Mixing up Middle Eastern sounds with an urban flare, Kary Stewart reports on the UK and Jordan-based band. (This article originally appeared in Songlines #111).
Where in Brazil they have carnivals, we have street weddings which take up a whole week,” explains band member El Far3i as he describes the origins of the 47Soul sound. “It’s like a family rave.” He goes on to describe the urban celebrations of Palestine, Syria, Jordan and Lebanon, where people gather around traditional instruments, huddling closely and dancing dabke, dipping and bobbing in unison to the half-time beat. It’s in this raw rhythmic clatter of traditional get-togethers that 47Soul find their roots, their music utilising the hubbub to fill the spaces in between yawning dubstep beats.
47Soul’s meeting reads like an online love story with each coming to the others’ music via YouTube videos that friends recommended to them. From there it was an instantaneous connection that they all agree was like finding a missing piece of a collective musical jigsaw. “When I first saw Tareq [aka El Far3i] singing his song on YouTube I fell in love with him as a brother and as an artist,” says Walaa Sbait. “It’s really cheesy but it was a two way thing,” adds El Far3i. “And when I saw Z the People I said to my friends, what I am trying to tell you about American music is this guy.”
Sbait is Palestinian and was a member of a reggae sound system and also a dancer from the age of three. El Far3i and El Jehaz are both from Jordan and each had their own successful rock based acts. Z the People is the only one brought up in the West and was influenced by R&B and the “stuff that American kids listen to.” They all rap, sing and produce to varying degrees.
“We as young men desire to live life as it is without being concerned about the politics, but the politics always comes back”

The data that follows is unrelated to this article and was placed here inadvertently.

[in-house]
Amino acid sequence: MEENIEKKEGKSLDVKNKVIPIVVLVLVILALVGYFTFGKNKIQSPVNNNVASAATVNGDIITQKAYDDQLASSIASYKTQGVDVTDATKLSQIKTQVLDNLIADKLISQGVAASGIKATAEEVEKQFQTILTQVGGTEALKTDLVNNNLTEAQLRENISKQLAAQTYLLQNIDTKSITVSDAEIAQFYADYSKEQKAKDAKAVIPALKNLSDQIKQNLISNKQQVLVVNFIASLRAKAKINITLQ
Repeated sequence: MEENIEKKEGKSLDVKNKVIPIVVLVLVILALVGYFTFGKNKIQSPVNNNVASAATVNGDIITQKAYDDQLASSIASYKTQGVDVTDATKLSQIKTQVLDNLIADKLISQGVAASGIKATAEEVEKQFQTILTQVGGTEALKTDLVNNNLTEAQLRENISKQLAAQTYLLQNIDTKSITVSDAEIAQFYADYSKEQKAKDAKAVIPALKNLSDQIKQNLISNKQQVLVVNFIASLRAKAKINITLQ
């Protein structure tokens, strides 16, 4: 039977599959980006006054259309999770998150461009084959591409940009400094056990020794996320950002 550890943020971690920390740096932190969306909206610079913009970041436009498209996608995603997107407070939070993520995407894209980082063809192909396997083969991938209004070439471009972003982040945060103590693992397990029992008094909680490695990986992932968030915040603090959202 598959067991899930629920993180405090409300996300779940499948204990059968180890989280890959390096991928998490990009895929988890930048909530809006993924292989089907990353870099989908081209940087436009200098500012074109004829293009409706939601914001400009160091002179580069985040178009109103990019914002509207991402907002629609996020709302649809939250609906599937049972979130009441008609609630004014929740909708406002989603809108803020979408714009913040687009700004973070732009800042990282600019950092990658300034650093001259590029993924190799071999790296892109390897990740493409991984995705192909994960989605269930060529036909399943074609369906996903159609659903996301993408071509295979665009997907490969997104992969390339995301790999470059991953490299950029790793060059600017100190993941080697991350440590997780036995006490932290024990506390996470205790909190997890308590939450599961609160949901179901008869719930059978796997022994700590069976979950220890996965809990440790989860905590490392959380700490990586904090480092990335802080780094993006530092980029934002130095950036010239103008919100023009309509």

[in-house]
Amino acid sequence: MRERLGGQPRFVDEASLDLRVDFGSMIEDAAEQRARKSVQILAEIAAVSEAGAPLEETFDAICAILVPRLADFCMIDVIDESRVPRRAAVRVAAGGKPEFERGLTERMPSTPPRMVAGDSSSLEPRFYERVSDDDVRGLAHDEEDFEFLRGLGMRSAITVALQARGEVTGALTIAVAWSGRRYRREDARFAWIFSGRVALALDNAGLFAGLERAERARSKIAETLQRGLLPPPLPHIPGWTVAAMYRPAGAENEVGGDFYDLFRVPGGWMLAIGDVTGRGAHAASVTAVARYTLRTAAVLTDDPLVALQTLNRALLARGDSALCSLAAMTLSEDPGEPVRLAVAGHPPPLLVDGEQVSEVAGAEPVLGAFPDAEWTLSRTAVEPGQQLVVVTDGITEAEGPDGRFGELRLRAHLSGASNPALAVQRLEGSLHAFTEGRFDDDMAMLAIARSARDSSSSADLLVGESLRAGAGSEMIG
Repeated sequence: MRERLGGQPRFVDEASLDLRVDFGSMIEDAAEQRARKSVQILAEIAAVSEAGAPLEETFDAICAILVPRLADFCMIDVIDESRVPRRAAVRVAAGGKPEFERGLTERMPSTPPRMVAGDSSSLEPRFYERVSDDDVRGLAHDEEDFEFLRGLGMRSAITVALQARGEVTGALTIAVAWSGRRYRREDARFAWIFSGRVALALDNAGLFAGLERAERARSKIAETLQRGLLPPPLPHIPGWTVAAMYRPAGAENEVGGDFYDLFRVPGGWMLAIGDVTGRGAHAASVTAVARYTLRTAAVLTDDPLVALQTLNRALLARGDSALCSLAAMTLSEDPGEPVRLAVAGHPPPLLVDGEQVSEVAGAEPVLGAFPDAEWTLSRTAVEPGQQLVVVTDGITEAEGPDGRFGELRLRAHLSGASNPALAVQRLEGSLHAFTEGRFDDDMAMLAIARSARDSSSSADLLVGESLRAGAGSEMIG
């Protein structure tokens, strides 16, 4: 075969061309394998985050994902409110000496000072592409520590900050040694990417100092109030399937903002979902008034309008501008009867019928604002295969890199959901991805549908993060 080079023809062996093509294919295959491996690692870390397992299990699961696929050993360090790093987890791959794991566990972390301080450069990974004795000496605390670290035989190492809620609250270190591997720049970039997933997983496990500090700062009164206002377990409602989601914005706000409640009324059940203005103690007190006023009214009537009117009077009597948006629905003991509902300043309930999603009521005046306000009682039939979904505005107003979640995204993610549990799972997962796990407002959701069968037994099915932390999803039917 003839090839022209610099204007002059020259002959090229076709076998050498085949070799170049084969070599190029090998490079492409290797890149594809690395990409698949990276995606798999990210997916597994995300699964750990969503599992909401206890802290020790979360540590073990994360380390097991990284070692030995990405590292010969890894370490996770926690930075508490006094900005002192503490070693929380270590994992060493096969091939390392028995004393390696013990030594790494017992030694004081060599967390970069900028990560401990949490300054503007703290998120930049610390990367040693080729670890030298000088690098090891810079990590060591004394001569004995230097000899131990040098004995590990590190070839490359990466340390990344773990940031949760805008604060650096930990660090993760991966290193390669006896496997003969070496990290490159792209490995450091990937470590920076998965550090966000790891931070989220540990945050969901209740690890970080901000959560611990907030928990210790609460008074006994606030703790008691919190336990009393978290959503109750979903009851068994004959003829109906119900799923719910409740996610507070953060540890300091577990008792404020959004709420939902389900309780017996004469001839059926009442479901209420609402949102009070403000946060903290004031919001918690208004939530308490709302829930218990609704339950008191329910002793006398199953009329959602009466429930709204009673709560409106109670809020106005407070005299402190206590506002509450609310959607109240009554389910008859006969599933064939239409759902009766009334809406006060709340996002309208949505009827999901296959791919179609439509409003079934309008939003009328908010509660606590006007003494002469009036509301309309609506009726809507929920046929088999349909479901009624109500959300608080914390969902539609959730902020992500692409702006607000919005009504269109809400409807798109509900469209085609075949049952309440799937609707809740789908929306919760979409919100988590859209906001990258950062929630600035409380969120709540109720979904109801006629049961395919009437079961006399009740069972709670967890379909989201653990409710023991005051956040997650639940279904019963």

They finally met in person in 2013 in Jordan, tearing the house down with their first gig after only three rehearsals. From there they sidestepped most of the border limitations imposed by the baffling bureaucracy of documents they hold between them and ended up in the UK. Whether or not they label themselves as political, it is something that will always run in the lifeblood of their music as it runs in their own.
Playing Arabic scales on electronic keyboards the band combine electro-mijwez (single-reed pipe) and chobi and call it ‘shamstep’ in reference to the region in the Middle East that they all originate from known as Bilad al-Sham.
Their lyrics, mixing Arabic and English, call for freedom and equality. They sing about injustice and about disenfranchised peoples.
“We as young men desire to live life as it is without being concerned about the politics, but the politics always comes back,” admits Waala. As they continue to explain their story they exude the awed excitement of a load of friends who have landed in their dream and are not about to take a single moment for granted.
“To be able to sit with these guys here and freestyle any time, compose with them, that’s the nucleus of the dream and everything else comes from that,” says Z the People to emphatic nods from the rest of the others.
Already making waves around the UK, the band have recently released their debut EP Shamstep and this summer play at festivals including WOMAD and the Shubbak Festival in London.